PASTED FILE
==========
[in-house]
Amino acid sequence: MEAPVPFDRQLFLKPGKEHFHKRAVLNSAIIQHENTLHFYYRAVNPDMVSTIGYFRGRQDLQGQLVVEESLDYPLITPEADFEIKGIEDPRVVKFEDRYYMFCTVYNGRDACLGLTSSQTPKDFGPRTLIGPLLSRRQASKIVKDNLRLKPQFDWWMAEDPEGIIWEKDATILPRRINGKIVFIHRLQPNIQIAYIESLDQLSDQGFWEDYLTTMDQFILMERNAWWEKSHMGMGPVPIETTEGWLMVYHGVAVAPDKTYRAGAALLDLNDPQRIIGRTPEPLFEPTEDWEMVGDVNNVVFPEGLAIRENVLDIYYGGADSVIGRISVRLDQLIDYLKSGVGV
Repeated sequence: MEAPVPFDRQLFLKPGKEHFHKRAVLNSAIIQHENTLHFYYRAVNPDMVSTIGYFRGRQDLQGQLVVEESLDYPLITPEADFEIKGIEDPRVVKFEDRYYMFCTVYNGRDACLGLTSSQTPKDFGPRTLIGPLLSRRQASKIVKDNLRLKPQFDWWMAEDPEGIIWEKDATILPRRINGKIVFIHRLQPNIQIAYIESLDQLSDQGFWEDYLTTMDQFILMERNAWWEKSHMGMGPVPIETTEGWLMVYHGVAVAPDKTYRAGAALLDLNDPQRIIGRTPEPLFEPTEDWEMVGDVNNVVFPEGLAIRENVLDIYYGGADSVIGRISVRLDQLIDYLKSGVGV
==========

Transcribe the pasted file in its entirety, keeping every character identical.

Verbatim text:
[in-house]
Amino acid sequence: MEAPVPFDRQLFLKPGKEHFHKRAVLNSAIIQHENTLHFYYRAVNPDMVSTIGYFRGRQDLQGQLVVEESLDYPLITPEADFEIKGIEDPRVVKFEDRYYMFCTVYNGRDACLGLTSSQTPKDFGPRTLIGPLLSRRQASKIVKDNLRLKPQFDWWMAEDPEGIIWEKDATILPRRINGKIVFIHRLQPNIQIAYIESLDQLSDQGFWEDYLTTMDQFILMERNAWWEKSHMGMGPVPIETTEGWLMVYHGVAVAPDKTYRAGAALLDLNDPQRIIGRTPEPLFEPTEDWEMVGDVNNVVFPEGLAIRENVLDIYYGGADSVIGRISVRLDQLIDYLKSGVGV
Repeated sequence: MEAPVPFDRQLFLKPGKEHFHKRAVLNSAIIQHENTLHFYYRAVNPDMVSTIGYFRGRQDLQGQLVVEESLDYPLITPEADFEIKGIEDPRVVKFEDRYYMFCTVYNGRDACLGLTSSQTPKDFGPRTLIGPLLSRRQASKIVKDNLRLKPQFDWWMAEDPEGIIWEKDATILPRRINGKIVFIHRLQPNIQIAYIESLDQLSDQGFWEDYLTTMDQFILMERNAWWEKSHMGMGPVPIETTEGWLMVYHGVAVAPDKTYRAGAALLDLNDPQRIIGRTPEPLFEPTEDWEMVGDVNNVVFPEGLAIRENVLDIYYGGADSVIGRISVRLDQLIDYLKSGVGV